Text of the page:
Religion, spirituality, and faith encompass many perspectives linked to the search for connection to something bigger than ourselves and meaning in life (1). While spirituality is the individual search for meaning, purpose, and direction in life, religion is a set of beliefs that are held by a group and can be organised in an institutional system, like Buddhism, Christianity, Hinduism, Judaism, or Islam.
Risk and/or Protective Factor
Spiritual and religious awareness, practices, and beliefs have been associated with improved mental well-being (2) and as a protective factor for suicide (3).
However, faith can also be a risk factor if it creates a barrier to accessing mental health services. For example, if people have no means of religious expression, or the importance of their faith is over-looked in treatment, this may lead to anxiety and impaired recovery (3).
1. Lunn J. The Role of Religion, Spirituality and Faith in Development: a critical theory approach. Third World Q [Internet]. 2009 [cited 2021 Jan 12];30(5):937–51. Available from: https://www.tandfonline.com/action/journalInformation?journalCode=ctwq20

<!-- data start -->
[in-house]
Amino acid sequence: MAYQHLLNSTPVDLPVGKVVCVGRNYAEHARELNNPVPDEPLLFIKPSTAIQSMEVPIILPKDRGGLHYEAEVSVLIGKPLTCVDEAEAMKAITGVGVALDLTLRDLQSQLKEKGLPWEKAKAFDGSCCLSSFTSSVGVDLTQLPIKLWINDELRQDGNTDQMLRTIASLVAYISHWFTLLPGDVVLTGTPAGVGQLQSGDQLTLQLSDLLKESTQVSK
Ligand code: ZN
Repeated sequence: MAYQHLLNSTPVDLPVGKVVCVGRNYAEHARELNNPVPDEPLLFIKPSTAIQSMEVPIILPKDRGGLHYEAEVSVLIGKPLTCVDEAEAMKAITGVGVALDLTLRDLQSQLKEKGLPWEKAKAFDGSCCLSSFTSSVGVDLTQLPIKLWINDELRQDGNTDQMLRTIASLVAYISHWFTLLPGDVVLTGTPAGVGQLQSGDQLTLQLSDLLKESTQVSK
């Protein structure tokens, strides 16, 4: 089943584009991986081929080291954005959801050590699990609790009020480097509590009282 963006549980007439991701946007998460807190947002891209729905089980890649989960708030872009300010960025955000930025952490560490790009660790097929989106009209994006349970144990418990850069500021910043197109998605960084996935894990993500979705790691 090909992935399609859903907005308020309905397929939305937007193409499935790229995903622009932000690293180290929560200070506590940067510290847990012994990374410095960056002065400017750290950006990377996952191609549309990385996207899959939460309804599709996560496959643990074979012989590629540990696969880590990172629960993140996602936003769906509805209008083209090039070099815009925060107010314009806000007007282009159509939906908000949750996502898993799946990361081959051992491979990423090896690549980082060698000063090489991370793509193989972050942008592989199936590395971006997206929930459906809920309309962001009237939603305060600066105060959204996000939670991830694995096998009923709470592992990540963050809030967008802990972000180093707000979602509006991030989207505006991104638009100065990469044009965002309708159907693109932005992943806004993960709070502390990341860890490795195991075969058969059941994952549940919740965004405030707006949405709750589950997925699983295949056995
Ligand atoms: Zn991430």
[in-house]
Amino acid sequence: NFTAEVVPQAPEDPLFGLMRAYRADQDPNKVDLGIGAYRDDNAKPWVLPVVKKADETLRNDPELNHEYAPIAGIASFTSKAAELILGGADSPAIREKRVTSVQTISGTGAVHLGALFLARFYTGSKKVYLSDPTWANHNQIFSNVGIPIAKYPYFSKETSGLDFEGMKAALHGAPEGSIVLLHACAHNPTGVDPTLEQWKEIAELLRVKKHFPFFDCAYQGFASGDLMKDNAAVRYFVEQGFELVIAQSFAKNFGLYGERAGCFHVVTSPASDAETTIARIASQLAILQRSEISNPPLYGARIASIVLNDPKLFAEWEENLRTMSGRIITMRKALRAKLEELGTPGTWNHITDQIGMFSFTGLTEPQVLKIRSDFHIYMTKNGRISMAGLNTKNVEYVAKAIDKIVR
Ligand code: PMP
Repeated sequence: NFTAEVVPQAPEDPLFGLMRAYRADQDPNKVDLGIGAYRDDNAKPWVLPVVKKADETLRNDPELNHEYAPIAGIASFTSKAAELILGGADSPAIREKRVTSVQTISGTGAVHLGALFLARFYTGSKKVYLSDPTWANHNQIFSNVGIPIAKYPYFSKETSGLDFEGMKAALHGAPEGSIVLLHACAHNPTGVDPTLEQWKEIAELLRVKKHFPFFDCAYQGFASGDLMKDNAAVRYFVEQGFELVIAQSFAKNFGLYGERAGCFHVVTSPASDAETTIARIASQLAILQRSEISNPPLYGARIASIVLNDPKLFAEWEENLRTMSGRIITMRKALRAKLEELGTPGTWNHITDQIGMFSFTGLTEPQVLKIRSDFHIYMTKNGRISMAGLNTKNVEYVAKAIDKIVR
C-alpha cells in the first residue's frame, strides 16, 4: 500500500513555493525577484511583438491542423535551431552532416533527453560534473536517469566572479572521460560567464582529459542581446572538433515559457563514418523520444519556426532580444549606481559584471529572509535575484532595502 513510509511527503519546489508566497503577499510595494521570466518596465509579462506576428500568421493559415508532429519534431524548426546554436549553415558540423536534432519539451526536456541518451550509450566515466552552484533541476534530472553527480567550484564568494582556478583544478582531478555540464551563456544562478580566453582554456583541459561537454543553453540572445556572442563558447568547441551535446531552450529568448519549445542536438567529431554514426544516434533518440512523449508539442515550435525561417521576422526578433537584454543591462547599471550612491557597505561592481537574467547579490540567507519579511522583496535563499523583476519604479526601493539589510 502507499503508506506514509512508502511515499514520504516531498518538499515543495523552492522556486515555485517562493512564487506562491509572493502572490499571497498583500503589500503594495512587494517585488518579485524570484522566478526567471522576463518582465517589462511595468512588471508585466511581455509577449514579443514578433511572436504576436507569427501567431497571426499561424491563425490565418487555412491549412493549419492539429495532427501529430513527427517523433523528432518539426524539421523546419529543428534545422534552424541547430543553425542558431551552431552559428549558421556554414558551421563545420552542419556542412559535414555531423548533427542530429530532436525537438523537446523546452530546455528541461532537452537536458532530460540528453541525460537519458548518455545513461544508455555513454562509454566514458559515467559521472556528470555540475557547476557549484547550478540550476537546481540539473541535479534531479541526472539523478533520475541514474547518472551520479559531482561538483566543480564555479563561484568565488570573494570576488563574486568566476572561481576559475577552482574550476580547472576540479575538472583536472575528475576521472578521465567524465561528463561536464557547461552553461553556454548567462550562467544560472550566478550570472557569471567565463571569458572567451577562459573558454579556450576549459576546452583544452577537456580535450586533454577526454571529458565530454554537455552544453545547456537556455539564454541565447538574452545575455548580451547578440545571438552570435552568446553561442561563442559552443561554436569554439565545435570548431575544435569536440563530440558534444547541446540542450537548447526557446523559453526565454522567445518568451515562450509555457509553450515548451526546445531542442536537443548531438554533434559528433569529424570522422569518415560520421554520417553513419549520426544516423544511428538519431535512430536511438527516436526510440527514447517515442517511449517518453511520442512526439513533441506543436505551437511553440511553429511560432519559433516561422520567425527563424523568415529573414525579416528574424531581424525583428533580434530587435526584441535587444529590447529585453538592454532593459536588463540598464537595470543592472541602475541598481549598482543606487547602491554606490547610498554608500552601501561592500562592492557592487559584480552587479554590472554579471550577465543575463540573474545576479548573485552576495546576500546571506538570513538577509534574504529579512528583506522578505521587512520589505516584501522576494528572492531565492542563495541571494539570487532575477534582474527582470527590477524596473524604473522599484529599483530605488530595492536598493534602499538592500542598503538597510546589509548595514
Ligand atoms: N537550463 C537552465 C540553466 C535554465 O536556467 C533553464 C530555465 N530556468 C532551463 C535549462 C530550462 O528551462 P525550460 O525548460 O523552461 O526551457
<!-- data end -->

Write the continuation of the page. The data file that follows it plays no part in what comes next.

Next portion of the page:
2. Department of Health. No health without mental health: A cross-Government mental health outcomes strategy for people of all ages. Analysis of the Impact on Equality (AIE) Annex B - Evidence Base [Internet]. 2011 [cited 2021 Feb 8]. Available from: https://www.gov.uk/government/publications/the-mental-health-strategy-for-england
3. Department of Health. No health without mental health. A cross-government mental health outcomes strategy for people of all ages [Internet]. 2011 [cited 2021 Jan 15]. Available from: www.dh.gov.uk/mentalhealthstrategy